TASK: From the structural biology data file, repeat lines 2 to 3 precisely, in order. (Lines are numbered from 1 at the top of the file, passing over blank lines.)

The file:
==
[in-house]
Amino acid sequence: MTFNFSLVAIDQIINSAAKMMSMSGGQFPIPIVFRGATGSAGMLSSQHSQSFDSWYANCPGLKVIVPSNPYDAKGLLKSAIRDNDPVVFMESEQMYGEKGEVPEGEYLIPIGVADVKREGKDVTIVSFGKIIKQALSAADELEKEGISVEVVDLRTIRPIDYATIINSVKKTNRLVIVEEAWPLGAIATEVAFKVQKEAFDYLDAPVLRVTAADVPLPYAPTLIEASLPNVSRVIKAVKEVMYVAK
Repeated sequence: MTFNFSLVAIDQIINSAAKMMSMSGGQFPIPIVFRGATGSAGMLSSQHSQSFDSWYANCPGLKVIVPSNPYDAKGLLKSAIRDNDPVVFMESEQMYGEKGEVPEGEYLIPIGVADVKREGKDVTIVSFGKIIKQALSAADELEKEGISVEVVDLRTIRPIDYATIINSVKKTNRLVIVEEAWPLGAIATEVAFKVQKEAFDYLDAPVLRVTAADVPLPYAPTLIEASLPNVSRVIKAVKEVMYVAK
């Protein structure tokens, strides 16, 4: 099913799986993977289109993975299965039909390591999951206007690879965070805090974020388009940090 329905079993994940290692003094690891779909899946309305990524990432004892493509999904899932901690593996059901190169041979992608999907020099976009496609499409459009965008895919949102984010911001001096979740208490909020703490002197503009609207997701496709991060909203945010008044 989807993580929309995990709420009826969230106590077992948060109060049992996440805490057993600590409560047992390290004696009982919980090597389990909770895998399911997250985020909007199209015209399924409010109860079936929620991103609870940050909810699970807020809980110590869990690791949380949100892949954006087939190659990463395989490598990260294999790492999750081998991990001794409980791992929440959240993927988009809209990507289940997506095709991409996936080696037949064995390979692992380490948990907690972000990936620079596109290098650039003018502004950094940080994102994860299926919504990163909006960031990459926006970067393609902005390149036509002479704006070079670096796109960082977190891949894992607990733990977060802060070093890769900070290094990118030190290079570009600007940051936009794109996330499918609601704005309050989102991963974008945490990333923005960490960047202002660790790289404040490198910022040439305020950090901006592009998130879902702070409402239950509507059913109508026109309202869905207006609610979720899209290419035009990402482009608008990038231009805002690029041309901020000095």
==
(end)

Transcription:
Amino acid sequence: MTFNFSLVAIDQIINSAAKMMSMSGGQFPIPIVFRGATGSAGMLSSQHSQSFDSWYANCPGLKVIVPSNPYDAKGLLKSAIRDNDPVVFMESEQMYGEKGEVPEGEYLIPIGVADVKREGKDVTIVSFGKIIKQALSAADELEKEGISVEVVDLRTIRPIDYATIINSVKKTNRLVIVEEAWPLGAIATEVAFKVQKEAFDYLDAPVLRVTAADVPLPYAPTLIEASLPNVSRVIKAVKEVMYVAK
Repeated sequence: MTFNFSLVAIDQIINSAAKMMSMSGGQFPIPIVFRGATGSAGMLSSQHSQSFDSWYANCPGLKVIVPSNPYDAKGLLKSAIRDNDPVVFMESEQMYGEKGEVPEGEYLIPIGVADVKREGKDVTIVSFGKIIKQALSAADELEKEGISVEVVDLRTIRPIDYATIINSVKKTNRLVIVEEAWPLGAIATEVAFKVQKEAFDYLDAPVLRVTAADVPLPYAPTLIEASLPNVSRVIKAVKEVMYVAK